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Summary: A musician witnesses the murder of a famous psychic, and then teams up with a fiesty reporter to find the killer while evading attempts on their lives by the unseen killer bent on keeping a dark secret buried.
Possibly Dario's best. Unforgettable score. The US cut is actually a little better, IMHO; less detail to the story, but a fair bit of the silly stuff is also excised. As Duncan Shepherd puts it, this is Dario's movie that takes us deepest into darkness. That David Hemmings dresses exactly the way he did in _Blowup_ makes this seem even more like a corruption and a nightmare
As perfect a 70s thriller as I could hope to see... the music, the tension, the hilarious gore, the evil child, the easy-to-follow plot which makes very little sense. A lot of humor, and very easy on the eyes.
Slick, stylish, decadent, suspenseful thriller, with a disquieting atmosphere that continually puts its audience, like its victims, off-balance. Hemmings's character owes much to his role in Antonioni's _Blow Up_.
Sweet soundtrack, nice cinematography, cool performance by Daria Nicolodi. The plot is a fairly straight-up murder mystery with a lot of red herrings, but the film's got great style and characters. Argento would reach greater heights, but this one is still a lot of fun.
Forget Suspiria, THIS is Dario Argento's masterpiece. It's about a British jazz pianist in Rome who witnesses the brutal cleaver murder of a psychic woman. He ends up as a suspect and teams up with a female journalist to unravel the crime and prove his innocence. Typical of Argento, this is a slow paced two hours of lush visuals (including a few nasty killings) that doesn't make a ton of sense, leading up to the final 5 minutes which explains everything and throws in a nice shocker.
Damn fantastic use of the medium. The colour, the camera movement, the score, every aspect of the aesthetic composition is exactly as it should be to inspire a reaction from the audience. The content itself doesn't really merit 2 hours but it's a minor complaint and completely forgivable for such great presentation.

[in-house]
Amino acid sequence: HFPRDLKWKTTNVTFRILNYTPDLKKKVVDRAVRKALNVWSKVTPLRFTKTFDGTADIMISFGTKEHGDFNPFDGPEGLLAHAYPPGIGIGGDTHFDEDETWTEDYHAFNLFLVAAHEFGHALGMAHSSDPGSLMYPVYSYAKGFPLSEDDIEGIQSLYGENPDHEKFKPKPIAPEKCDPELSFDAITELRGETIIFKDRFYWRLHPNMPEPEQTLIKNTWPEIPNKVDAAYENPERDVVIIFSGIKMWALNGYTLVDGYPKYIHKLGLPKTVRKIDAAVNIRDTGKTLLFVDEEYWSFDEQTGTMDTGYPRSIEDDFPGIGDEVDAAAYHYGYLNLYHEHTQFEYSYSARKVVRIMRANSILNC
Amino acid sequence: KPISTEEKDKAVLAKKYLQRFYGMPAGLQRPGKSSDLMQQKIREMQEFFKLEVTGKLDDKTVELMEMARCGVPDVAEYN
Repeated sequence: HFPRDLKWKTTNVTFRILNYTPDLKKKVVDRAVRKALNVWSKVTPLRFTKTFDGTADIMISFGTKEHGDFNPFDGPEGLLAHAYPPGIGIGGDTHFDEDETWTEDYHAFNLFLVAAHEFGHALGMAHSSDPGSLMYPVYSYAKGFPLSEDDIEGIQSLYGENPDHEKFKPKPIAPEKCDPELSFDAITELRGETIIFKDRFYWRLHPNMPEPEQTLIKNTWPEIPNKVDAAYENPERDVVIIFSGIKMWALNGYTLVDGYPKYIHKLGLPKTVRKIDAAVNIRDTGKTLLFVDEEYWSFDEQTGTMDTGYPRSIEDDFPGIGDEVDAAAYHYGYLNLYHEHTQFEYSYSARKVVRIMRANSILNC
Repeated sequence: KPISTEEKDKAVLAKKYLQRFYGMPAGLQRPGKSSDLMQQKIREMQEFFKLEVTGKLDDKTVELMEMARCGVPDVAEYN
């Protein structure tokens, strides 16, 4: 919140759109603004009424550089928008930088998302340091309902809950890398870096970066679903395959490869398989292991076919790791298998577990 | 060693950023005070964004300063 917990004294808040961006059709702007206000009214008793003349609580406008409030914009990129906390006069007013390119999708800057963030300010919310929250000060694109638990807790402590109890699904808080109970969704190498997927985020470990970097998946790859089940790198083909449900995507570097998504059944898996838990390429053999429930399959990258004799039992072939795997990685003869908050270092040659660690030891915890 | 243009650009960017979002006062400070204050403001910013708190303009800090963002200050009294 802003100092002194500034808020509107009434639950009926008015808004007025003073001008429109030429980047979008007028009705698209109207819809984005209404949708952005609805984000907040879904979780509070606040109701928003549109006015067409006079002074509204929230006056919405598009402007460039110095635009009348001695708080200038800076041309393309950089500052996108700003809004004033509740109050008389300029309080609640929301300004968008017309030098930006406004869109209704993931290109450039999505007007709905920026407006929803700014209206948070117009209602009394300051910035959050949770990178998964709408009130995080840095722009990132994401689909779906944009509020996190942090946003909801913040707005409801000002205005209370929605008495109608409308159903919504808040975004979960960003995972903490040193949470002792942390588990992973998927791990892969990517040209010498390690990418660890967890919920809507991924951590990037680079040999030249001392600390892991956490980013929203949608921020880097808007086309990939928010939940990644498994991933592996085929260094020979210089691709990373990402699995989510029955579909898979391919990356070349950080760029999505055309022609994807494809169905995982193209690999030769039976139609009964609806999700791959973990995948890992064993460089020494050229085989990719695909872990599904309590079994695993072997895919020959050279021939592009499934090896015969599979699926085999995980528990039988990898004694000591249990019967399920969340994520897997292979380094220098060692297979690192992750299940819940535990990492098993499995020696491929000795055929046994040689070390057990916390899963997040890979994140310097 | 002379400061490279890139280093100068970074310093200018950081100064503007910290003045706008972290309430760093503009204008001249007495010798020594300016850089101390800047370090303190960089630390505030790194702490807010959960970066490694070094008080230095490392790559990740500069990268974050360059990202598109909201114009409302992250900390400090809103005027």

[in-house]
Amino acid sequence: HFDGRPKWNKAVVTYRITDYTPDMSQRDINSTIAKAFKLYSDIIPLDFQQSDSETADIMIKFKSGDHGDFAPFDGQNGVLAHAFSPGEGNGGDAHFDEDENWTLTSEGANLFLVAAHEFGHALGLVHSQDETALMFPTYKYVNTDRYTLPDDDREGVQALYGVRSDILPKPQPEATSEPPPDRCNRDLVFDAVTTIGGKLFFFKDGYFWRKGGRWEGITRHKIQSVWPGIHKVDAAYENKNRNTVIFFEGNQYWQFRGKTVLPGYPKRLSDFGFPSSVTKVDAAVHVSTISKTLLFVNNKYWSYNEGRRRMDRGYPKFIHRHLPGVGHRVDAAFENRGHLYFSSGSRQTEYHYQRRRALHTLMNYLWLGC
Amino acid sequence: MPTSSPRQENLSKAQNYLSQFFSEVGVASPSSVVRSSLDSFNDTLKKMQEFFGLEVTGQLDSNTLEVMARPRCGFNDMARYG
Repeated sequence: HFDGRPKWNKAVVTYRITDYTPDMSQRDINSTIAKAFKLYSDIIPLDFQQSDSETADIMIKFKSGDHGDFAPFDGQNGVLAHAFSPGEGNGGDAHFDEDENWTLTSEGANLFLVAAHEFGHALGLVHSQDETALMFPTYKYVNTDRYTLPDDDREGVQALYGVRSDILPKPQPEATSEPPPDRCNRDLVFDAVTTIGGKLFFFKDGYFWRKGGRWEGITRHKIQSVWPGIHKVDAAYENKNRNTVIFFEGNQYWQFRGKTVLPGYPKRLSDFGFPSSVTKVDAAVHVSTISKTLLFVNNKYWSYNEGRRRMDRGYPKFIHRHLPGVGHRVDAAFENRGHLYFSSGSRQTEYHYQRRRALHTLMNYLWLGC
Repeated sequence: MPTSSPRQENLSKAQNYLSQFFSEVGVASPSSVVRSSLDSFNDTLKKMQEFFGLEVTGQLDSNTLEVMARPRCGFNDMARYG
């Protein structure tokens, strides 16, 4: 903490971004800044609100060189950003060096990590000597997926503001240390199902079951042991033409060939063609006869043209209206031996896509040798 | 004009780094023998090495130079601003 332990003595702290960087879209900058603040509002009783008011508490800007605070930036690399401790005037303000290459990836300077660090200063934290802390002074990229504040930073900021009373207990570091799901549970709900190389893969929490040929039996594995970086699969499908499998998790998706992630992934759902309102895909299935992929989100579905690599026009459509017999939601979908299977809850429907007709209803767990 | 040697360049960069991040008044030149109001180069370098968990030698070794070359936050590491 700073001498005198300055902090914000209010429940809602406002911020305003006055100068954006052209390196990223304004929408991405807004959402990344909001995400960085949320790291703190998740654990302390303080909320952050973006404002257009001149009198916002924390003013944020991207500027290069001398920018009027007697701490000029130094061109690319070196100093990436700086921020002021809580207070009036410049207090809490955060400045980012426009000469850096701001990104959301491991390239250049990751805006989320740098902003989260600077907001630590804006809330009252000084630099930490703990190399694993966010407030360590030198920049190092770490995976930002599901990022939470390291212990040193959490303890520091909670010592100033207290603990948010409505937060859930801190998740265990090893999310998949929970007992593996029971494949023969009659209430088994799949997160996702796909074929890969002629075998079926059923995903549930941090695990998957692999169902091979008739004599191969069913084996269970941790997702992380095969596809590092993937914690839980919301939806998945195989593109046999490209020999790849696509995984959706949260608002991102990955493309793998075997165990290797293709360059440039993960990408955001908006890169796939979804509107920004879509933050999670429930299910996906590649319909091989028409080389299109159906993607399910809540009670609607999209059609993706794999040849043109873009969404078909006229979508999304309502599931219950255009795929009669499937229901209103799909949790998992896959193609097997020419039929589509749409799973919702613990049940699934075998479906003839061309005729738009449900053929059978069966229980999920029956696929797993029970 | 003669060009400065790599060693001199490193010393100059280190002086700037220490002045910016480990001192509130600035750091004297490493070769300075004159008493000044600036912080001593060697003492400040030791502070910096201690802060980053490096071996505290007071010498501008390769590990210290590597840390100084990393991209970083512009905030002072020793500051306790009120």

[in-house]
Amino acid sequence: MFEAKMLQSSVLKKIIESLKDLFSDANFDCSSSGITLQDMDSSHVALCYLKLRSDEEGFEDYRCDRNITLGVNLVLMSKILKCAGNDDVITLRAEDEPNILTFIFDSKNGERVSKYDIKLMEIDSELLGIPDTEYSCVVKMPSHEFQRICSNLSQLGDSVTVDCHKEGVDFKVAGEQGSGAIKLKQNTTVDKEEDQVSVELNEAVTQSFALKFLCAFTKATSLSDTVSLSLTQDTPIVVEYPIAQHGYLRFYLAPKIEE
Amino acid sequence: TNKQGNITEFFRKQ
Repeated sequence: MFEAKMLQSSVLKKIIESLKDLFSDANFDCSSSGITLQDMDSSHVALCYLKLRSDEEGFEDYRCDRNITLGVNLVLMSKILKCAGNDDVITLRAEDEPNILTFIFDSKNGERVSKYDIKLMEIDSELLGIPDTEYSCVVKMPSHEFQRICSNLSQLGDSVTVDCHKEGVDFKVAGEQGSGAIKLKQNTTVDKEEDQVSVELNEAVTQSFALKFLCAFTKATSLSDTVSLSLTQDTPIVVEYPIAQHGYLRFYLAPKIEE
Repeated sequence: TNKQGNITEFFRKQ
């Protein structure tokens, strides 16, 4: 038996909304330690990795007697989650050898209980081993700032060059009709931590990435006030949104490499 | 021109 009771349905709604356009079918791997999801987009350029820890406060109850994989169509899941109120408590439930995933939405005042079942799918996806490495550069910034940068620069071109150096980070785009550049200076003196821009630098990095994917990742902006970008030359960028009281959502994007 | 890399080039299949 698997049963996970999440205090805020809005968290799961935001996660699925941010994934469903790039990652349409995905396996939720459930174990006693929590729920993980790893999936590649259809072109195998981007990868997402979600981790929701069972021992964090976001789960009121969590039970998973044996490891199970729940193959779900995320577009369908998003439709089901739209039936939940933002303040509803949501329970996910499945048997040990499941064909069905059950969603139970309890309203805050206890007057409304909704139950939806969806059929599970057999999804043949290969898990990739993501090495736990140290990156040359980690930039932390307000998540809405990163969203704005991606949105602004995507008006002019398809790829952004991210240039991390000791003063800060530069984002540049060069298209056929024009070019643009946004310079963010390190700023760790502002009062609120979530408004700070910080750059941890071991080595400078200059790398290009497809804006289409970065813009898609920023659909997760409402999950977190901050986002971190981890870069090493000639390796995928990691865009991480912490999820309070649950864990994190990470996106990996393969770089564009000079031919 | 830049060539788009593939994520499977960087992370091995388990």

I'm surprised I don't hear people talk about this movie more. It definitely rises above some of the more famous "classics" like Friday the 13th. The only bad things I'll say are that the ending is kind of unsatisfying, and the background music is really strange. Like, sometimes mood-breaking.
From disturbing hidden paintings to maniacal robot children, every now and then Argento throws something really exciting at you. The acting is a mixed bag, with some truly horrible comic banter, but for the most part it's okay. The photographic style and visual imagery was impressive. The Goblin score is cheesy, but not in a profoundly detrimental way. Overall I didn't like it as much as Plumage (which this film is awfully similar to) but it hasn't dissuaded me from checking out more Argento.
One of the great giallos and Argento's second best film. It's not as stylish as Suspiria, but the story is superior and it has some equally inspired sequences (the creepy doll, for example), as well as some fantastic, cringe inducing gore effects.
Deep Red's a lesser work than the supreme likes of Argento's finest films -- Suspiria, Opera and Sleepless -- but such a fact takes nothing away from its individual achievements. It's another audaciously structured, visually superlative work of Giallo cinema from one of Italy's finest filmmakers.
The best Italian giallo slasher. Good mood masterfully created with Goblin's music. Mixes traditional contentions (man/woman). Rescreening did not change the score; maybe a bit ageing story. I did like the building where the killer used to live and wonder was it a set or a real thing. Extra close-up camera pan on toys was still stunning.